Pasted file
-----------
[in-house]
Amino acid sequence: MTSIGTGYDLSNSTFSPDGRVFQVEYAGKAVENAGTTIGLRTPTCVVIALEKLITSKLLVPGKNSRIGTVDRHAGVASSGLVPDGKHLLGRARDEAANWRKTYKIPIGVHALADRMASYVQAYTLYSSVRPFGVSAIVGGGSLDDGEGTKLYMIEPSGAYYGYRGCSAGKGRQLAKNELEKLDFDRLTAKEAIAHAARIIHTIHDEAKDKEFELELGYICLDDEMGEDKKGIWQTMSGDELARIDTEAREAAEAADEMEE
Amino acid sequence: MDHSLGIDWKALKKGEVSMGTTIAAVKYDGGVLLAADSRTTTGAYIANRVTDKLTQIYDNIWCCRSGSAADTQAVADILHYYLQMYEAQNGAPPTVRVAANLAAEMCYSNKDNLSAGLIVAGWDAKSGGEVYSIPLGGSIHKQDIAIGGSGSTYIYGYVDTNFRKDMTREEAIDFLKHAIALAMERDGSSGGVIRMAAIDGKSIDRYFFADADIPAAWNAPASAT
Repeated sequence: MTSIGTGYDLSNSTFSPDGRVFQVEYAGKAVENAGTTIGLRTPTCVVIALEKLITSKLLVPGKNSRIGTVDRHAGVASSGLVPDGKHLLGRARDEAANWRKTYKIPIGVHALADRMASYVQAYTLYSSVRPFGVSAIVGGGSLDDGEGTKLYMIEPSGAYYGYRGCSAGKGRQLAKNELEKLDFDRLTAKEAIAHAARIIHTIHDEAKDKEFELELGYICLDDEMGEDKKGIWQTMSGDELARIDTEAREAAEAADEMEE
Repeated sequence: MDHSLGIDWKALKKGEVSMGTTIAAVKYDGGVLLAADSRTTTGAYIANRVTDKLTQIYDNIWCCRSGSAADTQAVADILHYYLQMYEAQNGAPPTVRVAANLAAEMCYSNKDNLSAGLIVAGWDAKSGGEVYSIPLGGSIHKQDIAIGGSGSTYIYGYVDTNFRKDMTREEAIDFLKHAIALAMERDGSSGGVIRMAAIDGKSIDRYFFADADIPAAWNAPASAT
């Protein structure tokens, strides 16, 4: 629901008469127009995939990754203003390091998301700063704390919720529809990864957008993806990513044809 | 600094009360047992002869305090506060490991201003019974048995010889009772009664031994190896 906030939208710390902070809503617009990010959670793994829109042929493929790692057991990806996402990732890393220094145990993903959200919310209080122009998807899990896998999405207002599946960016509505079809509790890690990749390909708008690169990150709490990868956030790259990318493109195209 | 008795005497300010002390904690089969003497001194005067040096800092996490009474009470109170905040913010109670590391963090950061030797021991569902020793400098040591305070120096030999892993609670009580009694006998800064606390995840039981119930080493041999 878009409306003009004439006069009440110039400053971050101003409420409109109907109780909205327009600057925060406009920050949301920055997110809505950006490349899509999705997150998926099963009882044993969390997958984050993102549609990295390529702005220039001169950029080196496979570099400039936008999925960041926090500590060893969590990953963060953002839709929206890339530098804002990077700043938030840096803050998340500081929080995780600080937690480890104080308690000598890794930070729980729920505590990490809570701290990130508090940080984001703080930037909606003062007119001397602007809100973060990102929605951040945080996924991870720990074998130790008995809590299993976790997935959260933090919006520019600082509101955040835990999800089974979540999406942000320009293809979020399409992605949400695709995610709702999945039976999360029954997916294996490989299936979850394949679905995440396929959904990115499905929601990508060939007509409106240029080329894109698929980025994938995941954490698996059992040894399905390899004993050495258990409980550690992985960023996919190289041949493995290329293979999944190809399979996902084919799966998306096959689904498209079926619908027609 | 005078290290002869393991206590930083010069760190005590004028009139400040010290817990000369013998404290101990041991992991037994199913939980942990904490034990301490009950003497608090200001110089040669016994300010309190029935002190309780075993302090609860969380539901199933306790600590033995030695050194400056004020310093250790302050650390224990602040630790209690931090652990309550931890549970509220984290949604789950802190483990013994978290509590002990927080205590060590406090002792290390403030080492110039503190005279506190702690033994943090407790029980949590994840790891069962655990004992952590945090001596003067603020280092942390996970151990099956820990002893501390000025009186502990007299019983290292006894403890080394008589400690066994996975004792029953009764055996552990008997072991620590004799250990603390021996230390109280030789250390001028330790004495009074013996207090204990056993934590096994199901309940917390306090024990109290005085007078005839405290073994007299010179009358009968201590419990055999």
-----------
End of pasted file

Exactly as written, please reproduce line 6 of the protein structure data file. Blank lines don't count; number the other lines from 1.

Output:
């Protein structure tokens, strides 16, 4: 629901008469127009995939990754203003390091998301700063704390919720529809990864957008993806990513044809 | 600094009360047992002869305090506060490991201003019974048995010889009772009664031994190896 906030939208710390902070809503617009990010959670793994829109042929493929790692057991990806996402990732890393220094145990993903959200919310209080122009998807899990896998999405207002599946960016509505079809509790890690990749390909708008690169990150709490990868956030790259990318493109195209 | 008795005497300010002390904690089969003497001194005067040096800092996490009474009470109170905040913010109670590391963090950061030797021991569902020793400098040591305070120096030999892993609670009580009694006998800064606390995840039981119930080493041999 878009409306003009004439006069009440110039400053971050101003409420409109109907109780909205327009600057925060406009920050949301920055997110809505950006490349899509999705997150998926099963009882044993969390997958984050993102549609990295390529702005220039001169950029080196496979570099400039936008999925960041926090500590060893969590990953963060953002839709929206890339530098804002990077700043938030840096803050998340500081929080995780600080937690480890104080308690000598890794930070729980729920505590990490809570701290990130508090940080984001703080930037909606003062007119001397602007809100973060990102929605951040945080996924991870720990074998130790008995809590299993976790997935959260933090919006520019600082509101955040835990999800089974979540999406942000320009293809979020399409992605949400695709995610709702999945039976999360029954997916294996490989299936979850394949679905995440396929959904990115499905929601990508060939007509409106240029080329894109698929980025994938995941954490698996059992040894399905390899004993050495258990409980550690992985960023996919190289041949493995290329293979999944190809399979996902084919799966998306096959689904498209079926619908027609 | 005078290290002869393991206590930083010069760190005590004028009139400040010290817990000369013998404290101990041991992991037994199913939980942990904490034990301490009950003497608090200001110089040669016994300010309190029935002190309780075993302090609860969380539901199933306790600590033995030695050194400056004020310093250790302050650390224990602040630790209690931090652990309550931890549970509220984290949604789950802190483990013994978290509590002990927080205590060590406090002792290390403030080492110039503190005279506190702690033994943090407790029980949590994840790891069962655990004992952590945090001596003067603020280092942390996970151990099956820990002893501390000025009186502990007299019983290292006894403890080394008589400690066994996975004792029953009764055996552990008997072991620590004799250990603390021996230390109280030789250390001028330790004495009074013996207090204990056993934590096994199901309940917390306090024990109290005085007078005839405290073994007299010179009358009968201590419990055999």